1. Hoffman, J. I. E. & Kaplan, S. The incidence of congenital heart disease. Journal of the American College of Cardiology vol. 39 1890–1900 (2002).
2. Celermajer, D. S. Atrial septal defects: Even simple congenital heart diseases can be complicated. European Heart Journal vol. 39 999–1001 (2018).
3. Menillo, A. M., Lee, L. & Pearson-Shaver, A. L. Atrial Septal Defect (ASD). StatPearls (StatPearls Publishing, 2020).
4. Kloesel, B., Dinardo, J. A. & Body, S. C. Cardiac Embryology and Molecular Mechanisms of Congenital Heart Disease: A Primer for Anesthesiologists. Anesthesia and Analgesia vol. 123 551–569 (2016).
5. Naqvi, N., McCarthy, K. P. & Ho, S. Y. Anatomy of the atrial septum and interatrial communications. Journal of Thoracic Disease vol. 10 S2837–S2847 (2018).
6. Rudolph, A. M. The Changes in the Circulation After Birth Their Importance in Congenital Heart Disease. http://ahajournals.org.
7. Van Den Hoff, M. J. B., Van Den Eijnde, S. M., Virágh, S. & Moorman, A. F. M. Programmed cell death in the developing heart. Cardiovascular Research vol. 45 603–620 (2000).
8. Calabrò, R. & Limongelli, G. Complete atrioventricular canal. Orphanet Journal of Rare Diseases vol. 1 8 (2006).
9. Bonardi, M., Valentini, A. & Camporotondo, R. Unroofed coronary sinus and persistent left superior vena cava: A case report. J. Ultrasound 15, 179–182 (2012).
10. Caputo, S. et al. Familial recurrence of congenital heart disease in patients with ostium secundum atrial septal defect. Eur. Heart J. 26, 2179–2184 (2005).
11. Atrial Septal Defect. Septal defects; information, prognosis | Patient. https://patient.info/doctor/atrial-septal-defect-pro.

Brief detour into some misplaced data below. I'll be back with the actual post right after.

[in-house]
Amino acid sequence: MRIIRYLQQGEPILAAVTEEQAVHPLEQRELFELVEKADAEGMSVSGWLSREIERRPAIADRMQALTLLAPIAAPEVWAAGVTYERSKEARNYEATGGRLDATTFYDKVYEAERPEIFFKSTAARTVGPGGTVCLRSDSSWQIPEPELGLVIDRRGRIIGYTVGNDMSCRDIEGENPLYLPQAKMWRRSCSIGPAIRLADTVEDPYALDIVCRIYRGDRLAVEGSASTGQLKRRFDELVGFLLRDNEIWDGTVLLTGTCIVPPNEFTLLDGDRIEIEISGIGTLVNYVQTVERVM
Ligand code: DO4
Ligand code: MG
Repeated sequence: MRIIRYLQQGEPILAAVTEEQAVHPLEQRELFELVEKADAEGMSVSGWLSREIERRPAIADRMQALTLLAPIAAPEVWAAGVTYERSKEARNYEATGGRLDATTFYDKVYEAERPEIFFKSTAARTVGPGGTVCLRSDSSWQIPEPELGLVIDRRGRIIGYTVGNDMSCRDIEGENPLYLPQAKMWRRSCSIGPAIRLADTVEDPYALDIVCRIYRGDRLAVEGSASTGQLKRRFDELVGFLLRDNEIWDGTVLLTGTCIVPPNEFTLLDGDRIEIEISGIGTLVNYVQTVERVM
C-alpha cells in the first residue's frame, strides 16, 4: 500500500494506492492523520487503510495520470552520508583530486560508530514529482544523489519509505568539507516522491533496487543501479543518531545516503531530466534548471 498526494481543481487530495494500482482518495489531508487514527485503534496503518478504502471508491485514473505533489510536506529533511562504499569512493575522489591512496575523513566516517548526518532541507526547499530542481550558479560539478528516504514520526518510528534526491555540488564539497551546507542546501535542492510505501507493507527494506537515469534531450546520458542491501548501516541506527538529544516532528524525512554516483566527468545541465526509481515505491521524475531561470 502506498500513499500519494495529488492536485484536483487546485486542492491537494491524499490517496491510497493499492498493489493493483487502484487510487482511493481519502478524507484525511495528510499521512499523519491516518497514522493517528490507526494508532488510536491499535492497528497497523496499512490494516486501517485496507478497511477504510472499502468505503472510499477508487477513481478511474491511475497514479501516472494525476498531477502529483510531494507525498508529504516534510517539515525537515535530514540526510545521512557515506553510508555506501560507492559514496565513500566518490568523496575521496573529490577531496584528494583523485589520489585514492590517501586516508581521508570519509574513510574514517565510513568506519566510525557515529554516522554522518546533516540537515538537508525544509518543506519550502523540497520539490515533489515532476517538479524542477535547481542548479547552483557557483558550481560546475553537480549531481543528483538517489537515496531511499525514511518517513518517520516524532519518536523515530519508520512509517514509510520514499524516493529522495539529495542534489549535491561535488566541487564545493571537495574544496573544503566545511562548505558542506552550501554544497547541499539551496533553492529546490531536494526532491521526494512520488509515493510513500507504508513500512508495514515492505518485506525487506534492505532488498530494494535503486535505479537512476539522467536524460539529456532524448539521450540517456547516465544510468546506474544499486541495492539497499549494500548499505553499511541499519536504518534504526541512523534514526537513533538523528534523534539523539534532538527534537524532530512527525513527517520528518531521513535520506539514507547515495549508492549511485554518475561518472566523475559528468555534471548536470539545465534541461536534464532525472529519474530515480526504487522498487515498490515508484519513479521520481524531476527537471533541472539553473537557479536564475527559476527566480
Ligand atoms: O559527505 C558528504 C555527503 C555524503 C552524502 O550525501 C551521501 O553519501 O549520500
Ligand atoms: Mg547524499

12. Dennis, J., Archer, N., Ellis, J. & Marder, L. Recognising heart disease in children with Down syndrome. Archives of Disease in Childhood: Education and Practice Edition vol. 95 98–104 (2010).
13. El-Segaier, M. et al. Atrial septal defect: A diagnostic approach. Med. Biol. Eng. Comput. 44, 739–745 (2006).
14. Naik, R. J. & Shah, N. C. Teenage heart murmurs. Pediatric Clinics of North America vol. 61 1–16 (2014).
15. Neema, P. Eisenmenger syndrome: An unsolved malady. Annals of Cardiac Anaesthesia vol. 15 257–258 (2012).
16. Atrial Septal Defect. Septal defects; information, prognosis | Patient. https://patient.info/doctor/atrial-septal-defect-pro.
17. Mejia, E. & Dhuper, S. Innocent Murmur. (2019).
18. Warnes, C. A. et al. ACC/AHA 2008 guidelines for the management of adults with congenital heart disease: Executive summary – A report of the American College of Cardiology/American Heart Association Task Force on practice guidelines (writing committee to develop guidelines for the management of adults with congenital heart disease). Circulation vol. 118 2395–2451 (2008).
19. Yang, M. C. & Wu, J. R. Recent review of transcatheter closure of atrial septal defect. Kaohsiung Journal of Medical Sciences vol. 34 363–369 (2018).
20. Behjati-Ardakani, M. et al. The clinical course of patients with atrial septal defects. Iran. J. Pediatr. 26, 4649 (2016).
21. Lindsey, J. B. & Hillis, L. D. Clinical update: atrial septal defect in adults. Lancet 369, 1244–1246 (2007).